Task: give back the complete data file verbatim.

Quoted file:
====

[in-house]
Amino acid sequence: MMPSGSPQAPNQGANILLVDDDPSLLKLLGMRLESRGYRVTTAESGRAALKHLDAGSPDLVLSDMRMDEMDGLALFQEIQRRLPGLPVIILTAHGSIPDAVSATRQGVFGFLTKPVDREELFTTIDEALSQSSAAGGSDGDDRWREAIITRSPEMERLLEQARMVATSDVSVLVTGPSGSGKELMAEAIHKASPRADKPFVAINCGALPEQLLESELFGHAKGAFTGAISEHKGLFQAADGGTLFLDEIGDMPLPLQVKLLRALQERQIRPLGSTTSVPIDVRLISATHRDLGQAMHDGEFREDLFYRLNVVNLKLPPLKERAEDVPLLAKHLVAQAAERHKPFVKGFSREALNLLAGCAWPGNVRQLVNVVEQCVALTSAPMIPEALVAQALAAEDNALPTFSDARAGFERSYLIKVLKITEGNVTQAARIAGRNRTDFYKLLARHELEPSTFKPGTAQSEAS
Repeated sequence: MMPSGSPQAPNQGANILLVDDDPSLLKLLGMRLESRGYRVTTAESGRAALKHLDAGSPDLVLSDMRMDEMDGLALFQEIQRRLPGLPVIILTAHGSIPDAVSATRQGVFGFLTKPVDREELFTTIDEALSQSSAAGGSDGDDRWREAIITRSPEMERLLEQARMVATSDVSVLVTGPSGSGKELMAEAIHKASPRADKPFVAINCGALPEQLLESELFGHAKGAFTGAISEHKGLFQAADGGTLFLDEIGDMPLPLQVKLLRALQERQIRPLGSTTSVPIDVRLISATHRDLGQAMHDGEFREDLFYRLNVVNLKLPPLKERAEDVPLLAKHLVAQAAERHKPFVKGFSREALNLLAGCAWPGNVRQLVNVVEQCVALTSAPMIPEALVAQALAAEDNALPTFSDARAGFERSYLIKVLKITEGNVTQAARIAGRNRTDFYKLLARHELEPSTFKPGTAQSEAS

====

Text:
[in-house]
Amino acid sequence: MMPSGSPQAPNQGANILLVDDDPSLLKLLGMRLESRGYRVTTAESGRAALKHLDAGSPDLVLSDMRMDEMDGLALFQEIQRRLPGLPVIILTAHGSIPDAVSATRQGVFGFLTKPVDREELFTTIDEALSQSSAAGGSDGDDRWREAIITRSPEMERLLEQARMVATSDVSVLVTGPSGSGKELMAEAIHKASPRADKPFVAINCGALPEQLLESELFGHAKGAFTGAISEHKGLFQAADGGTLFLDEIGDMPLPLQVKLLRALQERQIRPLGSTTSVPIDVRLISATHRDLGQAMHDGEFREDLFYRLNVVNLKLPPLKERAEDVPLLAKHLVAQAAERHKPFVKGFSREALNLLAGCAWPGNVRQLVNVVEQCVALTSAPMIPEALVAQALAAEDNALPTFSDARAGFERSYLIKVLKITEGNVTQAARIAGRNRTDFYKLLARHELEPSTFKPGTAQSEAS
Repeated sequence: MMPSGSPQAPNQGANILLVDDDPSLLKLLGMRLESRGYRVTTAESGRAALKHLDAGSPDLVLSDMRMDEMDGLALFQEIQRRLPGLPVIILTAHGSIPDAVSATRQGVFGFLTKPVDREELFTTIDEALSQSSAAGGSDGDDRWREAIITRSPEMERLLEQARMVATSDVSVLVTGPSGSGKELMAEAIHKASPRADKPFVAINCGALPEQLLESELFGHAKGAFTGAISEHKGLFQAADGGTLFLDEIGDMPLPLQVKLLRALQERQIRPLGSTTSVPIDVRLISATHRDLGQAMHDGEFREDLFYRLNVVNLKLPPLKERAEDVPLLAKHLVAQAAERHKPFVKGFSREALNLLAGCAWPGNVRQLVNVVEQCVALTSAPMIPEALVAQALAAEDNALPTFSDARAGFERSYLIKVLKITEGNVTQAARIAGRNRTDFYKLLARHELEPSTFKPGTAQSEAS